A political football is a topic or issue that is seized on by opposing political parties or factions and made a more political issue than it might initially seem to be. "To make a political football" [out of something] is defined in William Safire's Safire's Political Dictionary as "To thrust a social, national security, or otherwise ostensibly non-political matter into partisan politics". In 1953 the gangster Lucky Luciano complained in an interview to Safire that "I been a political football".
A less-used meaning, is a political issue that is continually debated but left unresolved. The term is often used during a political election campaign to highlight issues that have not been completely addressed, such as the natural environment and abortion.
The Oxford English Dictionary has English examples of the use of "football" (the ball, not the game) in a figurative sense for something helplessly tossed around by others as early as the 16th century, for example, from about 1600: "I am the verye foote-ball of the starres". The phrase is used by the Bangor, Maine Whig and Courier in 1857. An American cartoon from the time of President Harrison in 1889 shows a clear visual illustration of the metaphor, without using the actual phrase. It is now equally popular in other English-speaking countries, where the association is naturally with association football ("soccer") or the predominant local form of football.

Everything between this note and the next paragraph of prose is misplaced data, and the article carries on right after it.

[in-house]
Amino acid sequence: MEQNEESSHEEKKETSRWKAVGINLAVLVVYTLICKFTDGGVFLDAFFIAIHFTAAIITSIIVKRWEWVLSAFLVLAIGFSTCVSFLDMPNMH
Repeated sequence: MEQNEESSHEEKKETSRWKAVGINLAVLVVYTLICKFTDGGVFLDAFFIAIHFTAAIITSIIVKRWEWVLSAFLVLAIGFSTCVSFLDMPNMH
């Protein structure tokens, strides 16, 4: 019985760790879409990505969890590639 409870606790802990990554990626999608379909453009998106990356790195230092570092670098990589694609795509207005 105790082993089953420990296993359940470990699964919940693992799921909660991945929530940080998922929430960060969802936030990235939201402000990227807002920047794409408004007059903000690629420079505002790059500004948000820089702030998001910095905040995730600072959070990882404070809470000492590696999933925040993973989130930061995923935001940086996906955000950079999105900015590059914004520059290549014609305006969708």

Many other American football terms are in common use in the United States. Once a topic or issue has presented itself, the opposition will take the issue and "run with it" and "try to score points". There may be many parties in opposition to take up the topic, and sometimes run it into the ground, which at times can "backfire" and end up hurting the opposing faction. This can happen to the point of that party being seen as "fumbling" the issue. When a party or candidate ends up ignoring or putting off the issue, they are said to be "punting" it. In addition to the opponents of the politician or party using the subject as political fuel, the media may also "run with it". "Moving the goalposts" is the practice of changing the criteria of something while it is in progress (such as an investigation or a hearing) in order to offer one side an inherent advantage or disadvantage. Sometimes these matters become larger, like during an election, than anyone would have thought possible during the event itself.